Now don’t get me wrong: there’s nothing wrong with preaching fiscal conservatism. I want the federal government to balance its budget right now! And not the Washington way – which is raising your taxes to pay for their irresponsible spending habits. I want it done the American way: by cutting spending, reducing the size of government, and letting people keep more of their hard-earned cash.

But the Obama administration doesn’t practice what it preaches. This is an administration that won’t produce a budget for fear that we discover how reckless they’ve been as fiscal managers. At the same time, it threatens to veto a defense bill because of an extra jet engine!

This administration may be willing to cut defense spending, but it’s increasing it everywhere else. I think we should do it the other way round: cut spending in other departments – apart from defense. We should not be cutting corners on our national security.

THE U.S. NAVY

Secretary Gates recently spoke about the future of the US Navy. He said we have to “ask whether the nation can really afford a Navy that relies on $3 to $6 billion destroyers, $7 billion submarines, and $11 billion carriers.” He went on to ask, “Do we really need… more strike groups for another 30 years when no other country has more than one?”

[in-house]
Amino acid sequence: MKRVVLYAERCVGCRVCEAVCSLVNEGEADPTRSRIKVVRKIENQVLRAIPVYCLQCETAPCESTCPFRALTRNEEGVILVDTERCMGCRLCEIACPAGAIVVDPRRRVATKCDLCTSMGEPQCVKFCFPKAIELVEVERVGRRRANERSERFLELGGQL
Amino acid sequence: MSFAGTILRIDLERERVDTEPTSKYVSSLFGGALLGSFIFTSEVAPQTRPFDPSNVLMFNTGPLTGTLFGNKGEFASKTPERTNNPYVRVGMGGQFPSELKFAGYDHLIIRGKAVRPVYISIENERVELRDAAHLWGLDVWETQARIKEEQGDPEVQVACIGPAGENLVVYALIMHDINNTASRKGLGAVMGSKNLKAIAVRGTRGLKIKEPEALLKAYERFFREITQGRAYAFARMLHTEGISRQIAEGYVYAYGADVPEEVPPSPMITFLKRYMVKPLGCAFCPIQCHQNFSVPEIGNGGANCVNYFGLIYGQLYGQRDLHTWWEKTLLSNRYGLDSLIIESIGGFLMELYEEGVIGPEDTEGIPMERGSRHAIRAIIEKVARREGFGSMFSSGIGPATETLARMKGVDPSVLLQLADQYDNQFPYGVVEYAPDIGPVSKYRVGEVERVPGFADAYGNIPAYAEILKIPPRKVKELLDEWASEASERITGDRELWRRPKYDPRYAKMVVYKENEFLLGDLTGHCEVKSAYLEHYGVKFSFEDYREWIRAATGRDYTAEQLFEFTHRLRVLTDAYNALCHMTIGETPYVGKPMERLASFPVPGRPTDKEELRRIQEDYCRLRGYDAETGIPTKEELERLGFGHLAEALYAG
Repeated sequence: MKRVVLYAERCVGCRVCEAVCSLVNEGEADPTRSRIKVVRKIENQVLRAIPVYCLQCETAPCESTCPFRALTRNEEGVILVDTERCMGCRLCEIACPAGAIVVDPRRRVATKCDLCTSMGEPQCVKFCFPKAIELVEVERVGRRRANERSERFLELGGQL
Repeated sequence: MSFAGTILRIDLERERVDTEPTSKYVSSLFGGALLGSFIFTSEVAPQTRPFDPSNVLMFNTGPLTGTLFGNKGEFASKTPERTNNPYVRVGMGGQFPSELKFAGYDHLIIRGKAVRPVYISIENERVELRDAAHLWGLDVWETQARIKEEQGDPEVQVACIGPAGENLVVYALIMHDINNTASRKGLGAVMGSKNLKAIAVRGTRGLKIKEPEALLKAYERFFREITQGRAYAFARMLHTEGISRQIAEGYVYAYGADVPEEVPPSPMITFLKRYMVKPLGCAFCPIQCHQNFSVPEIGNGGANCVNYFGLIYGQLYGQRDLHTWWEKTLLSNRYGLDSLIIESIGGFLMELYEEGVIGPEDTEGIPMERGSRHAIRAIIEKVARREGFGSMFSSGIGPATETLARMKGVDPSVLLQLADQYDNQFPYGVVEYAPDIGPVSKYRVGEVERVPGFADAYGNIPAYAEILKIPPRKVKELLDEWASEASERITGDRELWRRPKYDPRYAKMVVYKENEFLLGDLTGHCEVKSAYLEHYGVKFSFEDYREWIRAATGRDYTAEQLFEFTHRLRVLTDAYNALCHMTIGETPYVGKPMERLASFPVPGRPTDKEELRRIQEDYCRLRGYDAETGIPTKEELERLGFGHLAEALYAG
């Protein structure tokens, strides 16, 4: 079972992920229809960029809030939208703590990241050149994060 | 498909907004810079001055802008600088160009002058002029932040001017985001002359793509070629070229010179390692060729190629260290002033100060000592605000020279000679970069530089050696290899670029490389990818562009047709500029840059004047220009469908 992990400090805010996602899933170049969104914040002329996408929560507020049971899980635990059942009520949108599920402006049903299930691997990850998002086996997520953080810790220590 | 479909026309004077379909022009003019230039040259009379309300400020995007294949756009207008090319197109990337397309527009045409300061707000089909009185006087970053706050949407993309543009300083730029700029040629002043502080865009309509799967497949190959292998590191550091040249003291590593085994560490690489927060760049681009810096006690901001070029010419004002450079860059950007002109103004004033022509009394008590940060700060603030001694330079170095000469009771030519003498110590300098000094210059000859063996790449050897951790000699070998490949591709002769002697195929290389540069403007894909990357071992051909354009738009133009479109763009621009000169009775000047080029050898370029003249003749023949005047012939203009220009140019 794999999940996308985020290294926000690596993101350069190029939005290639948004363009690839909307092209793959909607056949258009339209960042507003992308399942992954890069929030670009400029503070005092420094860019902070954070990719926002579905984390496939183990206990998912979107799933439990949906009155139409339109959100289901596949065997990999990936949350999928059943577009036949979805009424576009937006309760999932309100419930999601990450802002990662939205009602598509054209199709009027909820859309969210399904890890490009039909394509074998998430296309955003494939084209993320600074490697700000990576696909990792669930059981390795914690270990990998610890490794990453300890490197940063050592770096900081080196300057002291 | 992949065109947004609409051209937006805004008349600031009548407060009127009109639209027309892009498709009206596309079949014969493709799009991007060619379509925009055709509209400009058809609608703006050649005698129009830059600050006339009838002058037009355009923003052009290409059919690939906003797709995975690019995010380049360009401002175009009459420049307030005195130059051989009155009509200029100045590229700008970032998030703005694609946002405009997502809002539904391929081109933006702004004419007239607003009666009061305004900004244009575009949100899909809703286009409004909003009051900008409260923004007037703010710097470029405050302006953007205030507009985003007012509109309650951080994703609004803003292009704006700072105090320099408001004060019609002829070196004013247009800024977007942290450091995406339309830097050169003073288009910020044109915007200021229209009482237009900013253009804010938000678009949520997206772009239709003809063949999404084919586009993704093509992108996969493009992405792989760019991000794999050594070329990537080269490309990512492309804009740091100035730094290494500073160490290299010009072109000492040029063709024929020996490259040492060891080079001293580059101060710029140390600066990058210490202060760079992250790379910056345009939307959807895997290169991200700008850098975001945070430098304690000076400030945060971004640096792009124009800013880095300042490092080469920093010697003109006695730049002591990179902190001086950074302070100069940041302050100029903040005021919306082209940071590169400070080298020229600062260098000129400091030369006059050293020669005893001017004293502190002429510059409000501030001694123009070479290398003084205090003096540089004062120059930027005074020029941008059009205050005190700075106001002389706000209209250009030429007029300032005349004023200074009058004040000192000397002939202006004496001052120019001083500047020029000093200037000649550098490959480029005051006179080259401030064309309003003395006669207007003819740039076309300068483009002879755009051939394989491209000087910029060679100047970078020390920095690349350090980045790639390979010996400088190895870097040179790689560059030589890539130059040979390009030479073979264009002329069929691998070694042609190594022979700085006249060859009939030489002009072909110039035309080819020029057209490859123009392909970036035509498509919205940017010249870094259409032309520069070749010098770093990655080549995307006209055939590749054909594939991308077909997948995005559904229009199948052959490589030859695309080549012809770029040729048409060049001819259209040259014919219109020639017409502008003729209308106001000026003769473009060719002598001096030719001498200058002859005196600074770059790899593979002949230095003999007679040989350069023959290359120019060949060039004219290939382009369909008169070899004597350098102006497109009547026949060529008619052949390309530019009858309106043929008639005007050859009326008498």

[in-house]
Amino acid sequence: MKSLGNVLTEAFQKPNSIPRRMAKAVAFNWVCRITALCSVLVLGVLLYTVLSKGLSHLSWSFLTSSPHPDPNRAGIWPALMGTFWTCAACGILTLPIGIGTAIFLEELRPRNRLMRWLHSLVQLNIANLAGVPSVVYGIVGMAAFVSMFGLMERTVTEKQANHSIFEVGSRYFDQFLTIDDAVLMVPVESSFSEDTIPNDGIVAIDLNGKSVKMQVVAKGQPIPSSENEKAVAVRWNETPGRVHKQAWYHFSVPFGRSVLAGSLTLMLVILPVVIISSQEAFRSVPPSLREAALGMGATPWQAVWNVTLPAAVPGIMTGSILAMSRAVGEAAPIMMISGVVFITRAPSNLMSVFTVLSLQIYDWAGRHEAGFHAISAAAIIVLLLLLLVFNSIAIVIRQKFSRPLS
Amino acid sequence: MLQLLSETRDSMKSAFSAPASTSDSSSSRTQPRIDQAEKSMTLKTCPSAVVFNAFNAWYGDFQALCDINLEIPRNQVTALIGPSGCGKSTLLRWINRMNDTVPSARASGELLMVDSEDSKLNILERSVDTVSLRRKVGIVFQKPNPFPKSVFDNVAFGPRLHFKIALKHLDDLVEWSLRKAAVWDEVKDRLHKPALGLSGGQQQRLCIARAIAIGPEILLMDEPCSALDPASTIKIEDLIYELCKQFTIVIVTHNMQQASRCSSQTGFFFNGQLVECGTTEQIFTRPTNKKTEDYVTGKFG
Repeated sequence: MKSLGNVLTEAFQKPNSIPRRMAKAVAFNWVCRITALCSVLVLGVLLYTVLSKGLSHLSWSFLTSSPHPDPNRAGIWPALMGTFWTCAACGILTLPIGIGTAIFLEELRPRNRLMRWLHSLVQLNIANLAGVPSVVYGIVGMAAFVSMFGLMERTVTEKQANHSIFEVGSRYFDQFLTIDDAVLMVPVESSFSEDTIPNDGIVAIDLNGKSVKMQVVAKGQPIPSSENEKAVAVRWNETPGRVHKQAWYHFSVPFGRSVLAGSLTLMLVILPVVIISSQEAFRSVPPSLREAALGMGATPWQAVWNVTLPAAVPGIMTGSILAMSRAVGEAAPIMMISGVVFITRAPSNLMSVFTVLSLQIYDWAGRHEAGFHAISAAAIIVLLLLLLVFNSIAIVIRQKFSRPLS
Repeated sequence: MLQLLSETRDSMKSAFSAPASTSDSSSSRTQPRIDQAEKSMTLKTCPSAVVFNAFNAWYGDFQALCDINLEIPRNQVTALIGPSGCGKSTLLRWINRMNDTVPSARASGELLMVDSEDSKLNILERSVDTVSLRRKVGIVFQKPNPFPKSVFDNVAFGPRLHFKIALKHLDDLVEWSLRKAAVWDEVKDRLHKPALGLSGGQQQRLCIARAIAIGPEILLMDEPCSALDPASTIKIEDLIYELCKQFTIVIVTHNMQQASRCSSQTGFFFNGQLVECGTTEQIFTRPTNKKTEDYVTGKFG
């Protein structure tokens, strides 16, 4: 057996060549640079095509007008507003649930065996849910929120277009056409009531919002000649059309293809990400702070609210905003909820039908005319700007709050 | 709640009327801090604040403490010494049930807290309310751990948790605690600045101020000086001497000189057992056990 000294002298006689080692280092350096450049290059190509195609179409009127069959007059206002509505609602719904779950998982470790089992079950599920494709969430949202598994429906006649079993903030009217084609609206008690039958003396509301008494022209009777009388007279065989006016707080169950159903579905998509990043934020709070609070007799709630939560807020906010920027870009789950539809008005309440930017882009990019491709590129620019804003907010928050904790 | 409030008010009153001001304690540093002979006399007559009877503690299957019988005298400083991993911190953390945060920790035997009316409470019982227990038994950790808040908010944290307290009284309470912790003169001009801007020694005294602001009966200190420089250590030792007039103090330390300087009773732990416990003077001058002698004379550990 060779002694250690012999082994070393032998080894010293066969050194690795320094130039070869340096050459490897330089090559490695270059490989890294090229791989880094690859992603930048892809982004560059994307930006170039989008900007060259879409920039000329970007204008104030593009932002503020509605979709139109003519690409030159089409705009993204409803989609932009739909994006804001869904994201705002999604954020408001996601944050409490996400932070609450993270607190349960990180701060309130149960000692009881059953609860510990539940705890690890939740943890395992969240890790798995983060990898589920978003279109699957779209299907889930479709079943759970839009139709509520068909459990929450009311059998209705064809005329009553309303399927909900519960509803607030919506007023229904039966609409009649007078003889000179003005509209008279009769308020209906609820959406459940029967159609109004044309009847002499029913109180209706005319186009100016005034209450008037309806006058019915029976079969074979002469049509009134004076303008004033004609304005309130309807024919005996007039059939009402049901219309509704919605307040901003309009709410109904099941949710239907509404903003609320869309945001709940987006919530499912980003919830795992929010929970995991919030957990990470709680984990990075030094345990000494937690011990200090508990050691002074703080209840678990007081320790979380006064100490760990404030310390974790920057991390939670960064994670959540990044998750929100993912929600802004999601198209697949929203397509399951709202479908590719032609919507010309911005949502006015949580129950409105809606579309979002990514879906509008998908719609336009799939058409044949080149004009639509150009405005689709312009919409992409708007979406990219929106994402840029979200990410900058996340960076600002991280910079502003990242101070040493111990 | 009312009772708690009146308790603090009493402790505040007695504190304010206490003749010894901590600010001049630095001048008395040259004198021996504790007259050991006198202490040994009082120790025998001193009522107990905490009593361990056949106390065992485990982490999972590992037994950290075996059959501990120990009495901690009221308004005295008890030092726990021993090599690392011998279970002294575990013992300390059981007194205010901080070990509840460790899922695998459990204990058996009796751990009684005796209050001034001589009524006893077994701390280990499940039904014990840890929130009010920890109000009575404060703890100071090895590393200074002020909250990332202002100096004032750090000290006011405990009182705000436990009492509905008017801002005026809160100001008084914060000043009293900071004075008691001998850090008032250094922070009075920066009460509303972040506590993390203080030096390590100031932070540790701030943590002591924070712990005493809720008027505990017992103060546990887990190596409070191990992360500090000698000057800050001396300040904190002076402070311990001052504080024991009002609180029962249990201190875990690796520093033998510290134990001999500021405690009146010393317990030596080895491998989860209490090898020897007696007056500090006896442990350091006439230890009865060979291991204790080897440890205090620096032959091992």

Well, my answer is pretty simple: Yes, we can and, yes, we do because we must. Our Navy has global responsibilities. It patrols sea lanes and safeguards the freedoms of our allies – and ourselves. The Navy right now only has 286 ships, and that number may decrease. That will limit our options, extend tours for Navy personnel, lessen our ability to secure our allies and deter our adversaries. The Obama administration seems strangely unconcerned about this prospect.

OBAMA’S FOREIGN POLICY INHERITANCE

When George W. Bush came into office, he inherited a military that had been cut deeply, an al Qaeda that had been unchallenged, and an approach to terrorism that focused on bringing court cases rather than destroying those who sought to destroy us. We saw the result of some of that on 9/11.

When President Obama came into office, he inherited a military that was winning in Iraq. He inherited loyal allies and strong alliances. And thanks to the lamestream media pawing and purring over him, he had the benefit of unparalleled global popularity. What an advantage! So their basic foreign policy outlines should have been clear. Commit to the War on Terror. Commit to winning – not ending, but winning the war in Afghanistan. Commit to the fight against violent Islamic extremism wherever it finds sanctuary. Work with our allies. Be resolute with our adversaries. Promote liberty, not least because it enhances our security. Unfortunately, these basic principles seem to have been discarded by Washington.

THE WAR ON TERROR

His administration has banned the phrase “war on terror,” preferring instead politically correct nonsense like “overseas contingency operations.” His Homeland Security Secretary calls acts of terrorism “man-caused disasters.” His reckless plan to close Guantanamo (because there’s no place to go after it’s closed) faces bipartisan opposition now.